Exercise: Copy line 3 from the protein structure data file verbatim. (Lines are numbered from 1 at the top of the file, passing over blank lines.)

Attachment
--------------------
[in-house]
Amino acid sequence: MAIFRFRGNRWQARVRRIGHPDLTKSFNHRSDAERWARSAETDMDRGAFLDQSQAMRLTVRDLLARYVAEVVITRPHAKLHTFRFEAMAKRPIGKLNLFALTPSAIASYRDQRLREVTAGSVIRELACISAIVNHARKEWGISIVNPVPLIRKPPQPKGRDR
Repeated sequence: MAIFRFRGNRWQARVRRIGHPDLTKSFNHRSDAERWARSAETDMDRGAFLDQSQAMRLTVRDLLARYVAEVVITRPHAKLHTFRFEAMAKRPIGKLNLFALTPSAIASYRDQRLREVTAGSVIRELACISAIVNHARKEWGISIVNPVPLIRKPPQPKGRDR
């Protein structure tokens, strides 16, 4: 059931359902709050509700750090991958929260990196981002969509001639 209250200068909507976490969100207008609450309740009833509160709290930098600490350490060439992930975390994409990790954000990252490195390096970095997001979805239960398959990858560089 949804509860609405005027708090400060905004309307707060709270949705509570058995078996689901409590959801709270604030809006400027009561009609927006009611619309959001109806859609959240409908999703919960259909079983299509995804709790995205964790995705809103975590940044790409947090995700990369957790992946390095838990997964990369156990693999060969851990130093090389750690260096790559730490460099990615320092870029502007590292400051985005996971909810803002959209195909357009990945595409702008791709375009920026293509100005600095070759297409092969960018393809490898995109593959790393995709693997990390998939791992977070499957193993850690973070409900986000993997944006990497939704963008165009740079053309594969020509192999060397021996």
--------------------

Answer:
Repeated sequence: MAIFRFRGNRWQARVRRIGHPDLTKSFNHRSDAERWARSAETDMDRGAFLDQSQAMRLTVRDLLARYVAEVVITRPHAKLHTFRFEAMAKRPIGKLNLFALTPSAIASYRDQRLREVTAGSVIRELACISAIVNHARKEWGISIVNPVPLIRKPPQPKGRDR